Understanding How Mutual Fund Fees are Structured

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Those of you who are looking to get started in the stock market may have no idea where to start when it comes to picking stocks. You may know that the general rule of thumb is to diversify. That’s what everyone means when they suggest not to put all your eggs in one basket. The reasoning is to limit the amount of exposure to any one stock. But how do you go about it?

You may wonder how you could diversify when you only have a limited amount of funds. You might have heard of the term mutual funds, which is one of the most popular forms of diverse investing. However, before you invest in any mutual fund, you need to understand how they work and be aware of the fees associated. Here, I will go over what to look for.

A mutual fund is where investors pool their money together which is then managed by professionals to try and earn capital gains on their investments. Picking which one to invest your money depends on whether you share similar philosophies and the type of investing strategy they implement. Before investing in mutual funds, you need to make sure you are knowledgeable about them so that you can make educated decisions and not be surprised by any costs. Quite honestly, that applies to pretty much everything. After all, knowledge is power. Below, I’ll talk about the costs associated with mutual fund investments.


Since there are people managing and running the fund, there are operating expenses. Investors are charged an expense ratio. Simply put, it’s just the ratio of the fund’s total operating expenses to its total assets. If you invest $10,000 in a mutual fund with a 1% expense ratio, you pay $100 to cover the fund’s operating expenses. Oftentimes, the expense ratio correlates with the level of trading activity of the managers. If it is an actively managed fund, then it’ll require more time and research from managers, meaning you’ll have to pay them more.


Some companies include sales charges, or commissions, when you purchase or sell mutual funds. There are the front-end loads, which is the fee that you pay upon purchase of a share. There are also back-end loads, which you pay upon sale of the share. Some mutual funds don’t charge any upfront fees, also known as a “no-load fund.”

There are Class A shares, which normally come with front-end loads. Then there are also Class B and Class C shares, that usually come with back-end loads. Later on, I’ll get into the nitty gritty of specific types of mutual funds, and the best ones for your personal portfolio. Everyone’s financial situation is different, so there will be different kinds of mutual funds that tailor to your strategy.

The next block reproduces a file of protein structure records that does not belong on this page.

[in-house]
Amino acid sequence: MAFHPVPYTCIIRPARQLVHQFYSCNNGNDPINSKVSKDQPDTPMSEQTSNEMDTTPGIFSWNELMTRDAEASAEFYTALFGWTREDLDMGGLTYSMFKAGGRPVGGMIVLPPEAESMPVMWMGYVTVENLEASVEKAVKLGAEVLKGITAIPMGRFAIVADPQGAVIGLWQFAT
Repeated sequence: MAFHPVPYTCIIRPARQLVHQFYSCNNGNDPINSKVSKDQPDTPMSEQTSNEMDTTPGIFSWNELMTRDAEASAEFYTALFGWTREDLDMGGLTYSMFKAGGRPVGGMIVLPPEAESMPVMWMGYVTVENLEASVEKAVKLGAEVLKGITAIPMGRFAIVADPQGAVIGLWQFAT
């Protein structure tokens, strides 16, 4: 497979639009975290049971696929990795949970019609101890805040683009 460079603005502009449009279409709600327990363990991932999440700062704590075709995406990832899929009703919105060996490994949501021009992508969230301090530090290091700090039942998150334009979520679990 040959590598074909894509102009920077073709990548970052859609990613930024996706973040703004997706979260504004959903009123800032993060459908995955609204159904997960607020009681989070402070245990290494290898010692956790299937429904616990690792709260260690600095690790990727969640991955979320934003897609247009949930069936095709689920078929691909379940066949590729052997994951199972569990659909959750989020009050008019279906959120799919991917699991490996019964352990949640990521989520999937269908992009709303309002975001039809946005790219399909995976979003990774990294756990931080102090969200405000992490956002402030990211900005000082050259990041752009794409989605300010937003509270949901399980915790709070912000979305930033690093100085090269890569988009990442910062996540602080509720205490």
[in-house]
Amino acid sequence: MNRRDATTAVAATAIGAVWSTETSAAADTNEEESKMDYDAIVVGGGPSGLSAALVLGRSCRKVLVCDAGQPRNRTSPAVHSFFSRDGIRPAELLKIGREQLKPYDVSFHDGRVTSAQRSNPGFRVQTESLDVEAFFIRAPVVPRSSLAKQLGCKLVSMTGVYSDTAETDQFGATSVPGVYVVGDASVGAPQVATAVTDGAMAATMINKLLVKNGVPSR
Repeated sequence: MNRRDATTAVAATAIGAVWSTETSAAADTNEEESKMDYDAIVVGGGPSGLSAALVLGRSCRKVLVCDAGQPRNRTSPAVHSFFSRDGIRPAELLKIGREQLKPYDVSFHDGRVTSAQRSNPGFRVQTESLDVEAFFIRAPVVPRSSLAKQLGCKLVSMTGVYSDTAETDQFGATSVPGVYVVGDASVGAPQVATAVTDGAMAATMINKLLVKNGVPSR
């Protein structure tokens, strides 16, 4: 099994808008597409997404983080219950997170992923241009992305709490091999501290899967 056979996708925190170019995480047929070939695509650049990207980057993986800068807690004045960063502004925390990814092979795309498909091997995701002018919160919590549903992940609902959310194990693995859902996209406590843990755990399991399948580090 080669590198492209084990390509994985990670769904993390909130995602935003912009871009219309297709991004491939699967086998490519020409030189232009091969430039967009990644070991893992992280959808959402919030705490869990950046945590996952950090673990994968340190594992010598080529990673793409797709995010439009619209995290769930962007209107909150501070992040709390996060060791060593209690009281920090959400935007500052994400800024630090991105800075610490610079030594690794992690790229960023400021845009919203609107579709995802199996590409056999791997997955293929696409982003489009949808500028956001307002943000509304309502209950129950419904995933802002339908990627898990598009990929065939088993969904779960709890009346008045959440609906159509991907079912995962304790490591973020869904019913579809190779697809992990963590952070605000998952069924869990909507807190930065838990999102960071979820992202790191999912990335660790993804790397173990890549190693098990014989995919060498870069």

Redemption fees are another fee that you pay if you sell the share after within 90 days. Since mutual funds are created for long term investing, redemption fees are charged to discourage any short-term buying and selling. These are not to be confused with back-end loads. Back-end loads are sales commissions paid to a broker. Redemption fees are paid to the fund to discourage investors from early withdrawal.


Ideally, you’re paying more in fees and higher expense ratios in hopes that this extra due diligence from the portfolio manager will result in higher returns. Personally, I prefer passively managed funds because of the lower costs. Index funds are an example of passively managed mutual funds. To put it very simply, index funds mimic the stocks inside an index, such as the S&P 500. Historically, most fund managers are unable to consistently beat the market over the long term, so why pay the extra fees associated with actively managed funds, whose primary goal is to outperform the total stock market? The key is buying and holding. Say it with me, “buy and hold.” If you only get one thing out of this article, please understand how important it is to buy and hold. Do not attempt to time the market.

Make sure you do your due diligence to find out the type of fees that are charged to you. They can take a huge bite out of your investment. If you don’t want to have to pay hefty sales charges, you can buy mutual fund shares directly from the company themselves. That way, there is no necessary middleman, such as a broker or financial planner, to pay any type of sales commission to. Don’t just automatically assume that no-load funds are better though. They may have no sales charges, but it could have a higher expense ratio. Just be aware of how the fee structure of the fund works.

These are the main fees associated with investing in mutual funds. Be as knowledgeable as you can about the mutual fund and whether it’s the right one for you. There is still a lot more to know about mutual funds, but let’s take it slow. In the near future, I’ll talk about types of mutual funds, where to buy them, which ones are the best for you depending on your situation and risk tolerance, and if they play a part in my personal portfolio.

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